If you’re a Google Reader user who has had their nose put out of joint by yesterday’s news, never fear, as Digg and Zite are stepping in to pick up where the popular RSS reader leaves off.
Google will retire Google Reader on 1 July after a process of ‘spring cleaning’, which basically means dropping products and services it no longer deems viable. Until then, users can export their data and subscriptions using Google Takeout in order to import to other services.
Services users might now consider switching to include a solution built by Zite. Zite’s iOS app delivers online articles that match users’ personal interests. Google Reader accounts could be linked to the app, along with others, in order for the service to gauge these interests.
However, with Google Reader clocking out, Zite doesn’t want its users to suddenly lose this integration and so it created a replacement, it claims, in just six hours. A new section called ‘Google Reader Feeds’ will allow users to maintain a connection to their current Google Reader subscriptions.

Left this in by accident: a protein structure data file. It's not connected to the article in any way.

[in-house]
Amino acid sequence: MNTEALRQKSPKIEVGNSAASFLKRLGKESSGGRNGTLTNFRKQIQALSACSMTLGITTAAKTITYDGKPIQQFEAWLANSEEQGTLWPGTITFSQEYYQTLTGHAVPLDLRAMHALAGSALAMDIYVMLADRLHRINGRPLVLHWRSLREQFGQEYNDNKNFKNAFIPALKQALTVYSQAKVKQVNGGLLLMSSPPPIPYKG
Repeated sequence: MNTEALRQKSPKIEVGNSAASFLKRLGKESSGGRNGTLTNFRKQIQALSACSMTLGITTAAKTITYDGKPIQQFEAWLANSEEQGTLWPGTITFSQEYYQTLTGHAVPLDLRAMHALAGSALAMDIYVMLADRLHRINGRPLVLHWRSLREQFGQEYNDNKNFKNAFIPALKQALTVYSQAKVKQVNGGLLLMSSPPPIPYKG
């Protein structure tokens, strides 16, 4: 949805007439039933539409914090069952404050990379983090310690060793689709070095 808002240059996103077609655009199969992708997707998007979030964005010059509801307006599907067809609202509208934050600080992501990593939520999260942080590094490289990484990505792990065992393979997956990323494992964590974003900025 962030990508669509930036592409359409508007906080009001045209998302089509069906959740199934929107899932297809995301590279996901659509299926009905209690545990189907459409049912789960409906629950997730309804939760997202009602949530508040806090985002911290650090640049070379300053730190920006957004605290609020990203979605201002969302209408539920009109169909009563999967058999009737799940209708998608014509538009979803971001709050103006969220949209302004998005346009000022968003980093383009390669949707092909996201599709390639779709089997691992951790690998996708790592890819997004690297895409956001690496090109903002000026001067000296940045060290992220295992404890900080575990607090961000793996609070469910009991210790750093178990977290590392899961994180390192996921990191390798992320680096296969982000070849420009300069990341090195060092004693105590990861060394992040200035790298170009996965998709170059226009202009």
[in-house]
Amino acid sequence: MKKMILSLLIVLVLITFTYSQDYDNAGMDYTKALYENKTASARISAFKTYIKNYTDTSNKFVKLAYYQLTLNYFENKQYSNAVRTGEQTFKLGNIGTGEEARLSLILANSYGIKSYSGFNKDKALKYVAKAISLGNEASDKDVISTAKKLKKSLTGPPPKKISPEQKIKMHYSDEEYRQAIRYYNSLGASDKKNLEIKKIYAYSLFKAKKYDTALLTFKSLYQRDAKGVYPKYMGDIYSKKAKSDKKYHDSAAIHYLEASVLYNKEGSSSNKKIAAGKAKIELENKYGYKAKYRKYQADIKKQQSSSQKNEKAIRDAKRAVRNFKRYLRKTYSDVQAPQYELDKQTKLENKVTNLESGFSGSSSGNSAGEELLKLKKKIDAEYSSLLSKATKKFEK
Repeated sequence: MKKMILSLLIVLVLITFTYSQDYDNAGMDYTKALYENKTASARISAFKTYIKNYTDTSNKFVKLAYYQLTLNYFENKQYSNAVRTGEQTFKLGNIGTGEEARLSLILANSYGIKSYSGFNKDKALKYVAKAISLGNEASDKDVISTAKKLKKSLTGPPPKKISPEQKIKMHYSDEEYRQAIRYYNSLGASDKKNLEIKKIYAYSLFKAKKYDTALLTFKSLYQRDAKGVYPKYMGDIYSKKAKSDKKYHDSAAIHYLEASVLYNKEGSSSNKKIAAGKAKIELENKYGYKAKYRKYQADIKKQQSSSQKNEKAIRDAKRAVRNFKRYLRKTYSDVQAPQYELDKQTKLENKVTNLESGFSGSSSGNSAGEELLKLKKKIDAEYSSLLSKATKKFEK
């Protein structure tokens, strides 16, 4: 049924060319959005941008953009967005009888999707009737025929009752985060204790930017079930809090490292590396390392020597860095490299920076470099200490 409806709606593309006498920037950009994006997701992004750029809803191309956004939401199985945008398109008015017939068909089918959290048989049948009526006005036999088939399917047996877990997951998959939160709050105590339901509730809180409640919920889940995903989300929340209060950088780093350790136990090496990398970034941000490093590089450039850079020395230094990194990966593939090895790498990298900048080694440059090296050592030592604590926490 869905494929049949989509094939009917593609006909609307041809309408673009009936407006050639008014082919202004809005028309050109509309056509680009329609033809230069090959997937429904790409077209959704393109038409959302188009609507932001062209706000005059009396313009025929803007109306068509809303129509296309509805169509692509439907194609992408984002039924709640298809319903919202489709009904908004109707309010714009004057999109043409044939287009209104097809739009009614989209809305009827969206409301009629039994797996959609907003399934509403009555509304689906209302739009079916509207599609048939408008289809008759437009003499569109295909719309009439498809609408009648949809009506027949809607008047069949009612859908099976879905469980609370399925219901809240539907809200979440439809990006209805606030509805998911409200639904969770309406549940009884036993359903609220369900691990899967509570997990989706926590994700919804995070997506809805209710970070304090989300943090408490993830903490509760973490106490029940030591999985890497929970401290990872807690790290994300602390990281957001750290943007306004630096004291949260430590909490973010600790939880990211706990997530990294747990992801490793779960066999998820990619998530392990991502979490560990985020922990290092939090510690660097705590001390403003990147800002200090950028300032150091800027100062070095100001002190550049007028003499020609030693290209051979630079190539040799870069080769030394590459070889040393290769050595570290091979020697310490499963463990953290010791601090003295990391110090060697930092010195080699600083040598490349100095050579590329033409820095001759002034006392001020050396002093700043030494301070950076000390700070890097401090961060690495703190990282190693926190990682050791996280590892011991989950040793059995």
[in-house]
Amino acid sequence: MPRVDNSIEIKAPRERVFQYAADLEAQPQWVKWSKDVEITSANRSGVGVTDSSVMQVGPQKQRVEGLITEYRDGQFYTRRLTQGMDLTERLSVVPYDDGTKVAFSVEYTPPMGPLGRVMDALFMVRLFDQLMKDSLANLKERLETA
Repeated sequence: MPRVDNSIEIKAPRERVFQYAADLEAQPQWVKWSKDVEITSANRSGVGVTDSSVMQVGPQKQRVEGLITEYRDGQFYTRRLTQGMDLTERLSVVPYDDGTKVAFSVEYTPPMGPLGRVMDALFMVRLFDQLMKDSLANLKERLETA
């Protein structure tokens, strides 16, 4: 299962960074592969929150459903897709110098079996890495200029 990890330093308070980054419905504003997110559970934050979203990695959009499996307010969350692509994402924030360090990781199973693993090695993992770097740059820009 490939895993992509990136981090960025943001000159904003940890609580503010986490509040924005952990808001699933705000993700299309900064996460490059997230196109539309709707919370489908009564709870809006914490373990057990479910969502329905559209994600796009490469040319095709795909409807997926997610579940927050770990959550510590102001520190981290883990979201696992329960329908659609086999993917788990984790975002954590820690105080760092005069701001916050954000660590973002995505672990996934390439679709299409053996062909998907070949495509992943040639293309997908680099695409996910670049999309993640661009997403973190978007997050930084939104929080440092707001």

The fix has its limitations, the most critical being that Zite does not currently index every single RSS feed. However, Zite has at least tried to fill the gap opened up by Google Reader and in super-fast time, too.
Can we Digg it?
Another service hurrying to fix the problem caused by the demise of Google Reader is social news website Digg. Apparently, a Digg reader was already planned for the second half of this year, and the project has now been moved to the top of its priority list now that Google Reader is bowing out.
“We hope to identify and rebuild the best of Google Reader’s features (including its API), but also advance them to fit the internet of 2013, where networks and communities like Facebook, Twitter, Tumblr, Reddit and Hacker News offer powerful but often overwhelming signals as to what’s interesting,” writes Andrew McLaughlin on the Digg Blog.
In order to kick this ambitious project into gear, McLaughlin calls on users to let the team at Digg know what they want from a reader. They’ll need this valuable input, with just 107 days to go until Google Reader is no more.